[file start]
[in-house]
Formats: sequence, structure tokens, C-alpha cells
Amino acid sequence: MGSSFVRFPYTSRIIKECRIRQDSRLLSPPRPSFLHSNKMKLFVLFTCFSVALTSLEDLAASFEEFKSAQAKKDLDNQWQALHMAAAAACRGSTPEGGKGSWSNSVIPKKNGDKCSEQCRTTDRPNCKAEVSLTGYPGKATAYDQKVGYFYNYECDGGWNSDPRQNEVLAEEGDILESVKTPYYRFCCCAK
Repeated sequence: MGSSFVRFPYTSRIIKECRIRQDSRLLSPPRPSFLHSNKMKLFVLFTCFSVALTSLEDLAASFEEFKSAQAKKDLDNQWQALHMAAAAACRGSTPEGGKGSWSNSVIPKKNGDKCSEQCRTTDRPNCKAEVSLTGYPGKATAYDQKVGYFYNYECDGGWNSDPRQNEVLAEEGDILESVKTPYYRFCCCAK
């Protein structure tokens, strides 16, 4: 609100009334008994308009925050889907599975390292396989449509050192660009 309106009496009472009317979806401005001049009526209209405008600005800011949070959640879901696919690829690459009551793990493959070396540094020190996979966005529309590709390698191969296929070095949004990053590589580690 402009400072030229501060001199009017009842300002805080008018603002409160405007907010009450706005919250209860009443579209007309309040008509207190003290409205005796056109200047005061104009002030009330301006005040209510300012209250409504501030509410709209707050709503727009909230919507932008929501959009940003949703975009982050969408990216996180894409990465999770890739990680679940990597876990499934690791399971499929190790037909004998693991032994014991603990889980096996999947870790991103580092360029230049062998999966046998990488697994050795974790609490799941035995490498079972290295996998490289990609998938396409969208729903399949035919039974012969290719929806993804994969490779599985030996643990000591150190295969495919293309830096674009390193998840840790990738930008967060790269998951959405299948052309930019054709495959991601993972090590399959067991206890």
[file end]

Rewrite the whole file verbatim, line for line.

[in-house]
Formats: sequence, structure tokens, C-alpha cells
Amino acid sequence: MGSSFVRFPYTSRIIKECRIRQDSRLLSPPRPSFLHSNKMKLFVLFTCFSVALTSLEDLAASFEEFKSAQAKKDLDNQWQALHMAAAAACRGSTPEGGKGSWSNSVIPKKNGDKCSEQCRTTDRPNCKAEVSLTGYPGKATAYDQKVGYFYNYECDGGWNSDPRQNEVLAEEGDILESVKTPYYRFCCCAK
Repeated sequence: MGSSFVRFPYTSRIIKECRIRQDSRLLSPPRPSFLHSNKMKLFVLFTCFSVALTSLEDLAASFEEFKSAQAKKDLDNQWQALHMAAAAACRGSTPEGGKGSWSNSVIPKKNGDKCSEQCRTTDRPNCKAEVSLTGYPGKATAYDQKVGYFYNYECDGGWNSDPRQNEVLAEEGDILESVKTPYYRFCCCAK
């Protein structure tokens, strides 16, 4: 609100009334008994308009925050889907599975390292396989449509050192660009 309106009496009472009317979806401005001049009526209209405008600005800011949070959640879901696919690829690459009551793990493959070396540094020190996979966005529309590709390698191969296929070095949004990053590589580690 402009400072030229501060001199009017009842300002805080008018603002409160405007907010009450706005919250209860009443579209007309309040008509207190003290409205005796056109200047005061104009002030009330301006005040209510300012209250409504501030509410709209707050709503727009909230919507932008929501959009940003949703975009982050969408990216996180894409990465999770890739990680679940990597876990499934690791399971499929190790037909004998693991032994014991603990889980096996999947870790991103580092360029230049062998999966046998990488697994050795974790609490799941035995490498079972290295996998490289990609998938396409969208729903399949035919039974012969290719929806993804994969490779599985030996643990000591150190295969495919293309830096674009390193998840840790990738930008967060790269998951959405299948052309930019054709495959991601993972090590399959067991206890």